A serialised story of the judicial system and its processes in Cambodia. A work of complete fiction. Any resemblance to people alive, dead or locked up is purely coincidental.
We walk into the hospital, through the front door, in the middle of the building. To the left and right, there are corridors leading to wards, straight ahead a ramp, rather than stairs, lead to the upper floors. There is nobody around. The hospital looks new, but dated. A little worn, a little dirty with age rather than use – certainly not the normal filthy, stinking, piss-stained, run down and broken public buildings that you would normally see.
We walk up the ramp which has a gentle gradient, up a third of a floor then turn 90 degrees right, another third then turn right, another third and we are on the first floor – empty corridors, nobody. Silence. We climb two more floors to the third floor and then take the corridor to the right. We walk between hospital wards to the left and the right, each ward is full of brand new equipment – but no patients. Through glass doors I can see empty hospital beds, trolleys, chairs, screens and all kinds of stainless steel equipment – all wrapped in plastic, all unused.
Rendition, they are going to torture me, electrodes on the testicles or perhaps they will surf-board me before they double-tap me with a stainless steel hammer. I should have made the vig.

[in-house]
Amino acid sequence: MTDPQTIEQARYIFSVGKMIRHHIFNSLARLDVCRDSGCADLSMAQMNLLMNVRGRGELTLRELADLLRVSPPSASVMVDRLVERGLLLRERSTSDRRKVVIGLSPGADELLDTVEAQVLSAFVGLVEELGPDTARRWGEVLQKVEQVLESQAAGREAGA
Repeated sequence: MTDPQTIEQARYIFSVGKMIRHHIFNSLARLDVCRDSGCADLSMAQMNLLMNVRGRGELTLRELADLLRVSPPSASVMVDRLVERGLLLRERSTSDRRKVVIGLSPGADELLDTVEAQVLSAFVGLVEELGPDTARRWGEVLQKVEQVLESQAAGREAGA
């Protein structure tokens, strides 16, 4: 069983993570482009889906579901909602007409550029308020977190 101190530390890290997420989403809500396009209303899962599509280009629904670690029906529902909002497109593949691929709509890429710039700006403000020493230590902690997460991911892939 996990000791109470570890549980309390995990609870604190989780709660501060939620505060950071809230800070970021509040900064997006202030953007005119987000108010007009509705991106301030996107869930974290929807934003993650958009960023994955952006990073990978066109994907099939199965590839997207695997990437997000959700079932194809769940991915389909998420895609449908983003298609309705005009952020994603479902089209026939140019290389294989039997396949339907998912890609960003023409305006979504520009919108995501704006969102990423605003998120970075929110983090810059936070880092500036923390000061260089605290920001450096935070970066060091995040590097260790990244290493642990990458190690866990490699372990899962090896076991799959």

Towards the end of the corridor we finally find signs of life, prison officers standing guard, or in this case playing cards, outside a door built across the last 30m of the corridor. I finally figure out that this must be one of the UNTAC hospitals that had been built and staffed in the early 90’s but never used.
The wards used by the prison are a simple layout; on the right is a ward of women prisoners, mostly with young babies – born into captivity. To the left, a ward for male prisoners. Just off the central corridor, showers and toilets. I am escorted into the male section and showed to a bed. The ward is around 20m x 5m with a space of a meter between each bed. Through the window, there is a partial view of a red temple and a statue. I can see the city but it’s a strange angle.